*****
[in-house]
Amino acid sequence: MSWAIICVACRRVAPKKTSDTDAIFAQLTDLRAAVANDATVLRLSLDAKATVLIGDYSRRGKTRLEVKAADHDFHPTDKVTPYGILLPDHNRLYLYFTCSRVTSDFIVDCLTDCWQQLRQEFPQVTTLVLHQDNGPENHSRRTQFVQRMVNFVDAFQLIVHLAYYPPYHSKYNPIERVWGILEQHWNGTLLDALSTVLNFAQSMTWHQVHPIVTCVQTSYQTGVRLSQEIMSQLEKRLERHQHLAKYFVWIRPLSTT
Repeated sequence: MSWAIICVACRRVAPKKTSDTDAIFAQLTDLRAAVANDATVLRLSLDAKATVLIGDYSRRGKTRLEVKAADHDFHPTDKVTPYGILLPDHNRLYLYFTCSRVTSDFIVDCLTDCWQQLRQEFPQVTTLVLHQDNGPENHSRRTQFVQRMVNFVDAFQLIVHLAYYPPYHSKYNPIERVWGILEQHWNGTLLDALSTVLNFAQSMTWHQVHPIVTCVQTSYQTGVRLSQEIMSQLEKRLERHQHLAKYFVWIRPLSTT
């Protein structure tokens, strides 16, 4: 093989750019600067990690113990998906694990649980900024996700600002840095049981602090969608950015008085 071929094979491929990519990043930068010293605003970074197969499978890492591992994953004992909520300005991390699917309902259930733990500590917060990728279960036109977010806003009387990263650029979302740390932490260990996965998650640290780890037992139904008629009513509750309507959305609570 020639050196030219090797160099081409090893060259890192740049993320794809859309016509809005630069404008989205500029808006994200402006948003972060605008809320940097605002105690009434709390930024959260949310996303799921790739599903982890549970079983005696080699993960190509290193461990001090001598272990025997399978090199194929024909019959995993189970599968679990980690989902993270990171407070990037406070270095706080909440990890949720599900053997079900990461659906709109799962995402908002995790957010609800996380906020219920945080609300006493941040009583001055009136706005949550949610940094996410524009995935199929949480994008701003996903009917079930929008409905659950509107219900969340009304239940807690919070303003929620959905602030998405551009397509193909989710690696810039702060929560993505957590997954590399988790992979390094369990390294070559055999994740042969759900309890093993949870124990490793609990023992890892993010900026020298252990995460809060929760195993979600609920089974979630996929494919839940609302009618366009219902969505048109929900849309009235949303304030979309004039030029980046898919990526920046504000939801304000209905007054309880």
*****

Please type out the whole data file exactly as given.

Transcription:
[in-house]
Amino acid sequence: MSWAIICVACRRVAPKKTSDTDAIFAQLTDLRAAVANDATVLRLSLDAKATVLIGDYSRRGKTRLEVKAADHDFHPTDKVTPYGILLPDHNRLYLYFTCSRVTSDFIVDCLTDCWQQLRQEFPQVTTLVLHQDNGPENHSRRTQFVQRMVNFVDAFQLIVHLAYYPPYHSKYNPIERVWGILEQHWNGTLLDALSTVLNFAQSMTWHQVHPIVTCVQTSYQTGVRLSQEIMSQLEKRLERHQHLAKYFVWIRPLSTT
Repeated sequence: MSWAIICVACRRVAPKKTSDTDAIFAQLTDLRAAVANDATVLRLSLDAKATVLIGDYSRRGKTRLEVKAADHDFHPTDKVTPYGILLPDHNRLYLYFTCSRVTSDFIVDCLTDCWQQLRQEFPQVTTLVLHQDNGPENHSRRTQFVQRMVNFVDAFQLIVHLAYYPPYHSKYNPIERVWGILEQHWNGTLLDALSTVLNFAQSMTWHQVHPIVTCVQTSYQTGVRLSQEIMSQLEKRLERHQHLAKYFVWIRPLSTT
């Protein structure tokens, strides 16, 4: 093989750019600067990690113990998906694990649980900024996700600002840095049981602090969608950015008085 071929094979491929990519990043930068010293605003970074197969499978890492591992994953004992909520300005991390699917309902259930733990500590917060990728279960036109977010806003009387990263650029979302740390932490260990996965998650640290780890037992139904008629009513509750309507959305609570 020639050196030219090797160099081409090893060259890192740049993320794809859309016509809005630069404008989205500029808006994200402006948003972060605008809320940097605002105690009434709390930024959260949310996303799921790739599903982890549970079983005696080699993960190509290193461990001090001598272990025997399978090199194929024909019959995993189970599968679990980690989902993270990171407070990037406070270095706080909440990890949720599900053997079900990461659906709109799962995402908002995790957010609800996380906020219920945080609300006493941040009583001055009136706005949550949610940094996410524009995935199929949480994008701003996903009917079930929008409905659950509107219900969340009304239940807690919070303003929620959905602030998405551009397509193909989710690696810039702060929560993505957590997954590399988790992979390094369990390294070559055999994740042969759900309890093993949870124990490793609990023992890892993010900026020298252990995460809060929760195993979600609920089974979630996929494919839940609302009618366009219902969505048109929900849309009235949303304030979309004039030029980046898919990526920046504000939801304000209905007054309880």